By all counts, it happened in an instant.
One moment, 2 1/2-year-old Gloucester toddler Caleigh Ann Harrison was playing on a portion of Long Beach in Rockport, on an outing with her mom, Allison Hammond, her then-4-year-old sister Elizabeth, and the family dog. Then, according to reports, Hammond briefly left to retrieve an errant ball that had sailed over a nearby wall.
When she looked back, Caleigh was gone, not to be seen again.
The gut-wrenching saga of little Caleigh’s disappereance — the questions about whether she had fallen into the water and been swept away by riptides, or in some circles, whether she may have been the victim of an abduction — captured the attention of virtually every resident across Cape Ann and far beyond last April 19. It also sparked a stirring vigil held on Gloucester’s Stacy Boulevard, when the community turned out to mourn the disappearance and apparent loss of one of its own so young. And the tragedy has been chosen by the Times news staff as the biggest news story of 2012.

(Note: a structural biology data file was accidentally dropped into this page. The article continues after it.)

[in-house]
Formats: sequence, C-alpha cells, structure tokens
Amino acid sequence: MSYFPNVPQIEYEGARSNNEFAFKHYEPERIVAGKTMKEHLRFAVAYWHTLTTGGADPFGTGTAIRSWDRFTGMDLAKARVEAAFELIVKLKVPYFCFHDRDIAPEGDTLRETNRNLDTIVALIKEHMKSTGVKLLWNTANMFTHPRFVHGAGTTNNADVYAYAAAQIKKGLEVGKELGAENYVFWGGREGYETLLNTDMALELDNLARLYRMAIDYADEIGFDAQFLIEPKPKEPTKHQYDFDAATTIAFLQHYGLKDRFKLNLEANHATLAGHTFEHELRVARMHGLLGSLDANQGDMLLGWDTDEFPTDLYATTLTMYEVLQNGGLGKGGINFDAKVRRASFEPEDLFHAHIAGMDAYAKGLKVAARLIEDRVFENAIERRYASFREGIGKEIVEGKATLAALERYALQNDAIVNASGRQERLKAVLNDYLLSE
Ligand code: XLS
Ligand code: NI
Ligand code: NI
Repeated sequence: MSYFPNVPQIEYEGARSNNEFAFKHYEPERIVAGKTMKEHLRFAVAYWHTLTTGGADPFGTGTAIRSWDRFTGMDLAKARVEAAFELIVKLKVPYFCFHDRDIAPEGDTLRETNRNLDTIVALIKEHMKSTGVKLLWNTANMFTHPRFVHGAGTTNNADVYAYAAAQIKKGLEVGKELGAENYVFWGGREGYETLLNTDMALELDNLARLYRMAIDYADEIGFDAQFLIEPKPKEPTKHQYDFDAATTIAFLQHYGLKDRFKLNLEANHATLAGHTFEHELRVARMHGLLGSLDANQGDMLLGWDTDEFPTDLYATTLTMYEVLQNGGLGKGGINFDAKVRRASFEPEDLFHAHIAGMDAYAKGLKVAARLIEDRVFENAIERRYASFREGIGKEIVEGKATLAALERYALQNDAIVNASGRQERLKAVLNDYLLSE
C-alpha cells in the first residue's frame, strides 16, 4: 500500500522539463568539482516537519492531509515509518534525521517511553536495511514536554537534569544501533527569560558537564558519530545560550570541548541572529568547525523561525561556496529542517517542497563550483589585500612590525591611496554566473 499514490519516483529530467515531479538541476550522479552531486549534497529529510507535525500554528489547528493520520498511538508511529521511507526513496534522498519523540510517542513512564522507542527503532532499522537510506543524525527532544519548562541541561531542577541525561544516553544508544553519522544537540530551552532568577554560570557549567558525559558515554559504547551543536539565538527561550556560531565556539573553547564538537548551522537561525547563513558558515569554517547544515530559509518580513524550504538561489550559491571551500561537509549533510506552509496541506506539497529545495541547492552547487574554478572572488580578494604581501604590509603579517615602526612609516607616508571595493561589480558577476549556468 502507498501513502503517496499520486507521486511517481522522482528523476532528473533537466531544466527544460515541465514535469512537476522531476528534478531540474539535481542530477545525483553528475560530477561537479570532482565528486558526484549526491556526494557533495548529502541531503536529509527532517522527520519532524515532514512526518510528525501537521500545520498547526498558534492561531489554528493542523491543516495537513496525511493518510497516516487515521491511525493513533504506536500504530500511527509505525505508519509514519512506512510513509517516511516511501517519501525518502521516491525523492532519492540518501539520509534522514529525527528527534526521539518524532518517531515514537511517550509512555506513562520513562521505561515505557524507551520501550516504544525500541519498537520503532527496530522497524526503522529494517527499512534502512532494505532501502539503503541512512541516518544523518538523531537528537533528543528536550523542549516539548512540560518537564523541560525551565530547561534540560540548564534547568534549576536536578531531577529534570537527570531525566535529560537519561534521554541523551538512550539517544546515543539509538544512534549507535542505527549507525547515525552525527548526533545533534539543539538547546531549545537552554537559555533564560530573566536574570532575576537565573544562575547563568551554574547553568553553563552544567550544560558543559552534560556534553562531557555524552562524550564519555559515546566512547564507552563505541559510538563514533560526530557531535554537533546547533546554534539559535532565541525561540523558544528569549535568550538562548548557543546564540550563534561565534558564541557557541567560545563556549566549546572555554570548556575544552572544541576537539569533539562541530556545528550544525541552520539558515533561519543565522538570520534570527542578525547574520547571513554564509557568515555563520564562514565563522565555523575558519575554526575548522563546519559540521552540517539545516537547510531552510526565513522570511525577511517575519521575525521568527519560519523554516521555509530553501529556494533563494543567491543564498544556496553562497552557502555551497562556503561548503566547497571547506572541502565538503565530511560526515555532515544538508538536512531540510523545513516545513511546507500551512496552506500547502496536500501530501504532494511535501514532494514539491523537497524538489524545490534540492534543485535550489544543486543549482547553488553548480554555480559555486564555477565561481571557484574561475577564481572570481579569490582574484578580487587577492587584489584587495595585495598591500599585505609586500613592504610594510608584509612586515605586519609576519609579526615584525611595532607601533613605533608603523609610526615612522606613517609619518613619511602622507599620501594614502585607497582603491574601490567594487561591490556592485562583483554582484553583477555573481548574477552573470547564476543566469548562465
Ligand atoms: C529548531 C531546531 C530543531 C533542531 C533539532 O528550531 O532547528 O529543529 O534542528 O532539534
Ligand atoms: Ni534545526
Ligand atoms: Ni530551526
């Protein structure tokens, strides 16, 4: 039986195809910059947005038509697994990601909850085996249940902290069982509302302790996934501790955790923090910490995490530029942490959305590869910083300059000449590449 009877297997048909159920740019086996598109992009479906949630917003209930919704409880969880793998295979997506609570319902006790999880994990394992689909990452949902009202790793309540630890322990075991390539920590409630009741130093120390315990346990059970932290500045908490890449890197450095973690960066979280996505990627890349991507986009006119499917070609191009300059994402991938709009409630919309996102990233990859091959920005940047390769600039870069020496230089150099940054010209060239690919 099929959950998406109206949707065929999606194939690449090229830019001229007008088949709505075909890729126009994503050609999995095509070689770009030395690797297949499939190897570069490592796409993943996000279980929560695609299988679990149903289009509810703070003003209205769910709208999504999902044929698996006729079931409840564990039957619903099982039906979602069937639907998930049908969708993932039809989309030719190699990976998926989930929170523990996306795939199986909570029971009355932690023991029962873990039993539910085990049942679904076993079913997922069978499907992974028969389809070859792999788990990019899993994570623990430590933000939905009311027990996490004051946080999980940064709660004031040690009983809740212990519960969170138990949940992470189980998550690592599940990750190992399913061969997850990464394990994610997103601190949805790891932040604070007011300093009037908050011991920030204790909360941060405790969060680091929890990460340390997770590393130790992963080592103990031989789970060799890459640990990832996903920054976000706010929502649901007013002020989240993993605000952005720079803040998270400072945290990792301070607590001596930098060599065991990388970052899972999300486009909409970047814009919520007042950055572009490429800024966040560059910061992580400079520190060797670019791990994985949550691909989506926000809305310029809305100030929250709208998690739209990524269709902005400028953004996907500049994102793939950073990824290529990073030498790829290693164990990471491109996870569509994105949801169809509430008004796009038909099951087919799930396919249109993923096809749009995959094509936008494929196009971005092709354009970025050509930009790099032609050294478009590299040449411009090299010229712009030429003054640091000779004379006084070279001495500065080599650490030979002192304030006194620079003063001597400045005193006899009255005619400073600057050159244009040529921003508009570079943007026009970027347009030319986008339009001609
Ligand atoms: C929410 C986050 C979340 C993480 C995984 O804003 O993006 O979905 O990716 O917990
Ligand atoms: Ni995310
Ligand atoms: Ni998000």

While the Hammond and Harrison families of Caleigh’s parents came to accept some level of closure when pink capri pants similar to those the toddler was wearing that awful day washed up on Good Harbor Beach in November, it remains a story that’s not fully resolved. And so do many of the stories on the Times’ top 10 list.
Indeed, the No. 2 story — the development of the three massive wind turbines that have changed Gloucester’s skyline from Blackburn Industrial Park — is still very much evolving, with promises of alternative energy savings to come. The exit of NOAA chief Jane Lubchenco, seen as a hope for a new cooperative spirit between the federal agency and Gloucester and New England fishermen, does not become official until February, or until federal officials name a successor. And the advancement of the planned 101-room Beauport Gloucester hotel remains in the application process, perhaps already on a path as the No. 1 story carrying over from 2012 to 2013.